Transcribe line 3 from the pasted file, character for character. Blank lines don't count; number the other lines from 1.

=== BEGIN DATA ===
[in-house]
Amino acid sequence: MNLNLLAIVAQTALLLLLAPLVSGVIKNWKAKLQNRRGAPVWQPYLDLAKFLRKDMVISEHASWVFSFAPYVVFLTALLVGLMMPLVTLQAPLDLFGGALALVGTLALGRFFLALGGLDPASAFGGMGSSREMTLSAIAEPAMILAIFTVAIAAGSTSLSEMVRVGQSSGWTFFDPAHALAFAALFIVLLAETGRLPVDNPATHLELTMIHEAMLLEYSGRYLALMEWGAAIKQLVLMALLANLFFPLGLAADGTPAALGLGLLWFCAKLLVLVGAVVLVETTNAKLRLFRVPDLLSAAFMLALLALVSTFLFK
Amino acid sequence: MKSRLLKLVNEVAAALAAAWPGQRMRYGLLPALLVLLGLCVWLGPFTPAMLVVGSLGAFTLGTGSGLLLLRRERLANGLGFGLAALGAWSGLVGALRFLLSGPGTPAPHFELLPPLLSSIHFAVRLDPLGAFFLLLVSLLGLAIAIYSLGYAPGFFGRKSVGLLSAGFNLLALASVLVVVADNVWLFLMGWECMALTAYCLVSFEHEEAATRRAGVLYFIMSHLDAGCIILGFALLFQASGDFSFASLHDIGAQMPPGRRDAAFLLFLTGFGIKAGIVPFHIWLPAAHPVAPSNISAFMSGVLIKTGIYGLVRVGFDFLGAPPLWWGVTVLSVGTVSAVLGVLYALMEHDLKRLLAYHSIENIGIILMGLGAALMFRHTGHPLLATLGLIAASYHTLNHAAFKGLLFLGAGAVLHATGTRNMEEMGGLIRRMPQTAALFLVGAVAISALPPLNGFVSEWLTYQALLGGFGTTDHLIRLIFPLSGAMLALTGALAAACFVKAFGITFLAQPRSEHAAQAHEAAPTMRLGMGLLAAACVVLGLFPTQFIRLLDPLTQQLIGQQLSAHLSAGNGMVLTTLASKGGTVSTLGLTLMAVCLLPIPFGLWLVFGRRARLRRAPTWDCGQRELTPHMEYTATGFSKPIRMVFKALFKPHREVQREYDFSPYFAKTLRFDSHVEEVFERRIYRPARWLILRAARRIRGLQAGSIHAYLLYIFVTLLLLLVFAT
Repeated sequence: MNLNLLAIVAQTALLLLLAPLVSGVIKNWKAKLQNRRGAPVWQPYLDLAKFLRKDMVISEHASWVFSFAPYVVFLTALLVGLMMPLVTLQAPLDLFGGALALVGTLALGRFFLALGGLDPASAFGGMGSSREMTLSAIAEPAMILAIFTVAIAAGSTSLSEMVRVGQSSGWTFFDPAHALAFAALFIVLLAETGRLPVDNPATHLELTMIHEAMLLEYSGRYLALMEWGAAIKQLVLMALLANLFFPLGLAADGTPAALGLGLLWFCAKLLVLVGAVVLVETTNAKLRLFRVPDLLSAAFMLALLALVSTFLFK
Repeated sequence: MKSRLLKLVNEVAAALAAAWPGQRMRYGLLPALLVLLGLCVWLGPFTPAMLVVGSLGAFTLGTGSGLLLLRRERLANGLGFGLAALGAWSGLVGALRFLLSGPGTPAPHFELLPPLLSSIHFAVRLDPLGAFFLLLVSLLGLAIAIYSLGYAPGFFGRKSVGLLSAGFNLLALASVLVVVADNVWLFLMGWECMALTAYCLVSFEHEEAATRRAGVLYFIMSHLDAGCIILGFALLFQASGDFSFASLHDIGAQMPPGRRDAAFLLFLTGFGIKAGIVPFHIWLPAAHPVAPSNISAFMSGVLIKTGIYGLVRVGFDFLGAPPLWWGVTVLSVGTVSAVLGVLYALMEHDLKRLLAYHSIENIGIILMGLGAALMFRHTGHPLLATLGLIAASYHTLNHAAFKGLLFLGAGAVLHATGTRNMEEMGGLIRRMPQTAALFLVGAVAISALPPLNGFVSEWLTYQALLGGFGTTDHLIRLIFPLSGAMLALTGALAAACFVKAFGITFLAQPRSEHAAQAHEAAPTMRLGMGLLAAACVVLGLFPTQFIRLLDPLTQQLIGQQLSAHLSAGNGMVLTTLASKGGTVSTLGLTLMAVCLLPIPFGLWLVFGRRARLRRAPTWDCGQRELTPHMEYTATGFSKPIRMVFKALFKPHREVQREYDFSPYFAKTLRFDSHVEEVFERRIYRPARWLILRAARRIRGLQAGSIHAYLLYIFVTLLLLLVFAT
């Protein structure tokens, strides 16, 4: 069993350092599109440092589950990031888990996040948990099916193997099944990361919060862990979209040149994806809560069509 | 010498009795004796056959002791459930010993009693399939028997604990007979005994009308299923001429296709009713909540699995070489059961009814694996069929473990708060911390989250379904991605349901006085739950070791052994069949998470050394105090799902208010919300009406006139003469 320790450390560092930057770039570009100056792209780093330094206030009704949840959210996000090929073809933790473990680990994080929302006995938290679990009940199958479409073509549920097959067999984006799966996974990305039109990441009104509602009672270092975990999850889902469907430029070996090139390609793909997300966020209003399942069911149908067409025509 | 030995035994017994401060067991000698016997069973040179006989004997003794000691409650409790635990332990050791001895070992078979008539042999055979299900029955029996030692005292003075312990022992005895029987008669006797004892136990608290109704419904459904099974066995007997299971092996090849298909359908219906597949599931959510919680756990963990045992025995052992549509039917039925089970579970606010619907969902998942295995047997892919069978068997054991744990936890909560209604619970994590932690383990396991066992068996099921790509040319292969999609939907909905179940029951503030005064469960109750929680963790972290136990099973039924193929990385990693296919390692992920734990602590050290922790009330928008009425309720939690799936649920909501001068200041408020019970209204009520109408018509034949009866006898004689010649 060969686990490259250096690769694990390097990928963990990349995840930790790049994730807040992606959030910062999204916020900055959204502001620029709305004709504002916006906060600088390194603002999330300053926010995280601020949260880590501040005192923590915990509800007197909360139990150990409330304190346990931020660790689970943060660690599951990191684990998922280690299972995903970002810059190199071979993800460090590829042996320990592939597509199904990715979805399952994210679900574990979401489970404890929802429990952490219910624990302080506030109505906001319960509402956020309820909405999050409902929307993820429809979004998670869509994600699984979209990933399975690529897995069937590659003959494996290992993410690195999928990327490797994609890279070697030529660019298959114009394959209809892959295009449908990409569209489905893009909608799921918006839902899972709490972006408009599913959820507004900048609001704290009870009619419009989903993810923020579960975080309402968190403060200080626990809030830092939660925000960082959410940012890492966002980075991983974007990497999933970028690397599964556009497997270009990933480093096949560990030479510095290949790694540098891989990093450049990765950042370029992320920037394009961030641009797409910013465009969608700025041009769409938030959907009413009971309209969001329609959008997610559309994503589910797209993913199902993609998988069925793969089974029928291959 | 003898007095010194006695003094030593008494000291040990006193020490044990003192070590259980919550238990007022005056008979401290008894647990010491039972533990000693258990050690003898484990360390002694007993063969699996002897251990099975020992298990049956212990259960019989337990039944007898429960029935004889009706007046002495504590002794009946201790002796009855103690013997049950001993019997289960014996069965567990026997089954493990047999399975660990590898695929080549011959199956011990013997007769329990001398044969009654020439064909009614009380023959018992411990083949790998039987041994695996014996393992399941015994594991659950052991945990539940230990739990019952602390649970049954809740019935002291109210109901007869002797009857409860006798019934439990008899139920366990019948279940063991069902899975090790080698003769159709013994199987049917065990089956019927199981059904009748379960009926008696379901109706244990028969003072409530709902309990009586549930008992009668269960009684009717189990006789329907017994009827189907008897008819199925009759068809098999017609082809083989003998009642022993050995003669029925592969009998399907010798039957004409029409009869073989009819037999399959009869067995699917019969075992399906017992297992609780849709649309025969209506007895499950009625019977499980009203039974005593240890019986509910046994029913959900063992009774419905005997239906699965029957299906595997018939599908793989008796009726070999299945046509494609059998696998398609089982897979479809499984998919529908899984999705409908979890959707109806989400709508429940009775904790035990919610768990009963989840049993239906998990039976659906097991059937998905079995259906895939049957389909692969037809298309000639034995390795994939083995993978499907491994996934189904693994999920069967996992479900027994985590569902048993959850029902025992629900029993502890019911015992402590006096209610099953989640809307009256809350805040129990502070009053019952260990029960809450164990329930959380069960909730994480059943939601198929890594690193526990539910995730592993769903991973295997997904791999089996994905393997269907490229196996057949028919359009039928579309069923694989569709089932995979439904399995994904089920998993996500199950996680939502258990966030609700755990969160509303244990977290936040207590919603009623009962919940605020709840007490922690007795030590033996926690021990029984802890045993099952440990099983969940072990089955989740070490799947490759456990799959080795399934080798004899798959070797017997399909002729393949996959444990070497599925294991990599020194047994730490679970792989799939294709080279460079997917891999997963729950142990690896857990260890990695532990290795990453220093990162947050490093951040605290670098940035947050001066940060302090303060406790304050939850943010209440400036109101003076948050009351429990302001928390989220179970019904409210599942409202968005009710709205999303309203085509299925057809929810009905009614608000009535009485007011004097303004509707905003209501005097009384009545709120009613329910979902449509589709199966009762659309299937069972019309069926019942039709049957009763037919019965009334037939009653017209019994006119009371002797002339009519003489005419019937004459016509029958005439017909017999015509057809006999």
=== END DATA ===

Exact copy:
Amino acid sequence: MKSRLLKLVNEVAAALAAAWPGQRMRYGLLPALLVLLGLCVWLGPFTPAMLVVGSLGAFTLGTGSGLLLLRRERLANGLGFGLAALGAWSGLVGALRFLLSGPGTPAPHFELLPPLLSSIHFAVRLDPLGAFFLLLVSLLGLAIAIYSLGYAPGFFGRKSVGLLSAGFNLLALASVLVVVADNVWLFLMGWECMALTAYCLVSFEHEEAATRRAGVLYFIMSHLDAGCIILGFALLFQASGDFSFASLHDIGAQMPPGRRDAAFLLFLTGFGIKAGIVPFHIWLPAAHPVAPSNISAFMSGVLIKTGIYGLVRVGFDFLGAPPLWWGVTVLSVGTVSAVLGVLYALMEHDLKRLLAYHSIENIGIILMGLGAALMFRHTGHPLLATLGLIAASYHTLNHAAFKGLLFLGAGAVLHATGTRNMEEMGGLIRRMPQTAALFLVGAVAISALPPLNGFVSEWLTYQALLGGFGTTDHLIRLIFPLSGAMLALTGALAAACFVKAFGITFLAQPRSEHAAQAHEAAPTMRLGMGLLAAACVVLGLFPTQFIRLLDPLTQQLIGQQLSAHLSAGNGMVLTTLASKGGTVSTLGLTLMAVCLLPIPFGLWLVFGRRARLRRAPTWDCGQRELTPHMEYTATGFSKPIRMVFKALFKPHREVQREYDFSPYFAKTLRFDSHVEEVFERRIYRPARWLILRAARRIRGLQAGSIHAYLLYIFVTLLLLLVFAT